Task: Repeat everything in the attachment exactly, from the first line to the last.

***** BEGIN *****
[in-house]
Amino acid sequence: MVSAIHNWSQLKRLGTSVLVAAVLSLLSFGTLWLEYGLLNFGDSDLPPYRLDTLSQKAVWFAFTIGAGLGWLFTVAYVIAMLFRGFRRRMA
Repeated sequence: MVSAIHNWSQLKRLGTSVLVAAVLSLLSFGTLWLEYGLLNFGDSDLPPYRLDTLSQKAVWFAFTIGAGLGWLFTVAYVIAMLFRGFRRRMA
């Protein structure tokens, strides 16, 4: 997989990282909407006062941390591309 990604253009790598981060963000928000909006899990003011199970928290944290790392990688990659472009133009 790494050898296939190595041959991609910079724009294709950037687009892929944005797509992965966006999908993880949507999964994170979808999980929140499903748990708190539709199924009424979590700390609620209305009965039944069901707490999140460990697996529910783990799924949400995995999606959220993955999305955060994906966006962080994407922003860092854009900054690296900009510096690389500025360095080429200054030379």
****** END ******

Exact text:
[in-house]
Amino acid sequence: MVSAIHNWSQLKRLGTSVLVAAVLSLLSFGTLWLEYGLLNFGDSDLPPYRLDTLSQKAVWFAFTIGAGLGWLFTVAYVIAMLFRGFRRRMA
Repeated sequence: MVSAIHNWSQLKRLGTSVLVAAVLSLLSFGTLWLEYGLLNFGDSDLPPYRLDTLSQKAVWFAFTIGAGLGWLFTVAYVIAMLFRGFRRRMA
């Protein structure tokens, strides 16, 4: 997989990282909407006062941390591309 990604253009790598981060963000928000909006899990003011199970928290944290790392990688990659472009133009 790494050898296939190595041959991609910079724009294709950037687009892929944005797509992965966006999908993880949507999964994170979808999980929140499903748990708190539709199924009424979590700390609620209305009965039944069901707490999140460990697996529910783990799924949400995995999606959220993955999305955060994906966006962080994407922003860092854009900054690296900009510096690389500025360095080429200054030379």